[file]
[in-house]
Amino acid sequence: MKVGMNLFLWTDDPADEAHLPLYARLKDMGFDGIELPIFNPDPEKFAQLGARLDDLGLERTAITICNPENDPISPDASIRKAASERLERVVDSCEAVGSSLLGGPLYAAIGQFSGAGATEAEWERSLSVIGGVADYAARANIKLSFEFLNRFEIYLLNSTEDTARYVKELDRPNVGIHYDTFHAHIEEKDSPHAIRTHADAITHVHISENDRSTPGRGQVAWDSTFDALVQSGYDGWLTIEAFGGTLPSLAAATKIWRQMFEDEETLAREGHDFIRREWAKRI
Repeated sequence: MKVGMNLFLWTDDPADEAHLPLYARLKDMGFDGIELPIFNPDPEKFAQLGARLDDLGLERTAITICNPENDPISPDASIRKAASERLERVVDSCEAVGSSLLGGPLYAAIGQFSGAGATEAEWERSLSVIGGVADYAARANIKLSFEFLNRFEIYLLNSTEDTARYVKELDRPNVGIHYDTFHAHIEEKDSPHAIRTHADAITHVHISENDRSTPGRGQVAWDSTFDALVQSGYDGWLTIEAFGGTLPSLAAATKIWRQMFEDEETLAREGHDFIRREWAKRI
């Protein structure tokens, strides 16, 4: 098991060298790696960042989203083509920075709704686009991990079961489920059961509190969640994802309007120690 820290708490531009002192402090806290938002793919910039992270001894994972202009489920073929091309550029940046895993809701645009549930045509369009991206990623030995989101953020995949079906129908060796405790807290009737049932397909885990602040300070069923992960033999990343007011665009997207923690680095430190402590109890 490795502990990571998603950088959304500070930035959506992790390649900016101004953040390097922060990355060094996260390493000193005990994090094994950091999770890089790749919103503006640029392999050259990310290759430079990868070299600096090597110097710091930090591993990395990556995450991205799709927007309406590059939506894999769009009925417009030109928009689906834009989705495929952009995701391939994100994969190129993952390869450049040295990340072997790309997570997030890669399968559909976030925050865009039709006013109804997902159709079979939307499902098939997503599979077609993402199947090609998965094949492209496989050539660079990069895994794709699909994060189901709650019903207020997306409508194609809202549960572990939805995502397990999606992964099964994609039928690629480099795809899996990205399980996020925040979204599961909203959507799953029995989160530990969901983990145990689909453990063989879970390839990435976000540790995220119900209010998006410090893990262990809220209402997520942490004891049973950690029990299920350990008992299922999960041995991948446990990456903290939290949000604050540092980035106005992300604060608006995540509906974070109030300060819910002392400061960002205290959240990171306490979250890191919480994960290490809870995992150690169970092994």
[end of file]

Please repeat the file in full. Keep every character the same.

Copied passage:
[in-house]
Amino acid sequence: MKVGMNLFLWTDDPADEAHLPLYARLKDMGFDGIELPIFNPDPEKFAQLGARLDDLGLERTAITICNPENDPISPDASIRKAASERLERVVDSCEAVGSSLLGGPLYAAIGQFSGAGATEAEWERSLSVIGGVADYAARANIKLSFEFLNRFEIYLLNSTEDTARYVKELDRPNVGIHYDTFHAHIEEKDSPHAIRTHADAITHVHISENDRSTPGRGQVAWDSTFDALVQSGYDGWLTIEAFGGTLPSLAAATKIWRQMFEDEETLAREGHDFIRREWAKRI
Repeated sequence: MKVGMNLFLWTDDPADEAHLPLYARLKDMGFDGIELPIFNPDPEKFAQLGARLDDLGLERTAITICNPENDPISPDASIRKAASERLERVVDSCEAVGSSLLGGPLYAAIGQFSGAGATEAEWERSLSVIGGVADYAARANIKLSFEFLNRFEIYLLNSTEDTARYVKELDRPNVGIHYDTFHAHIEEKDSPHAIRTHADAITHVHISENDRSTPGRGQVAWDSTFDALVQSGYDGWLTIEAFGGTLPSLAAATKIWRQMFEDEETLAREGHDFIRREWAKRI
């Protein structure tokens, strides 16, 4: 098991060298790696960042989203083509920075709704686009991990079961489920059961509190969640994802309007120690 820290708490531009002192402090806290938002793919910039992270001894994972202009489920073929091309550029940046895993809701645009549930045509369009991206990623030995989101953020995949079906129908060796405790807290009737049932397909885990602040300070069923992960033999990343007011665009997207923690680095430190402590109890 490795502990990571998603950088959304500070930035959506992790390649900016101004953040390097922060990355060094996260390493000193005990994090094994950091999770890089790749919103503006640029392999050259990310290759430079990868070299600096090597110097710091930090591993990395990556995450991205799709927007309406590059939506894999769009009925417009030109928009689906834009989705495929952009995701391939994100994969190129993952390869450049040295990340072997790309997570997030890669399968559909976030925050865009039709006013109804997902159709079979939307499902098939997503599979077609993402199947090609998965094949492209496989050539660079990069895994794709699909994060189901709650019903207020997306409508194609809202549960572990939805995502397990999606992964099964994609039928690629480099795809899996990205399980996020925040979204599961909203959507799953029995989160530990969901983990145990689909453990063989879970390839990435976000540790995220119900209010998006410090893990262990809220209402997520942490004891049973950690029990299920350990008992299922999960041995991948446990990456903290939290949000604050540092980035106005992300604060608006995540509906974070109030300060819910002392400061960002205290959240990171306490979250890191919480994960290490809870995992150690169970092994």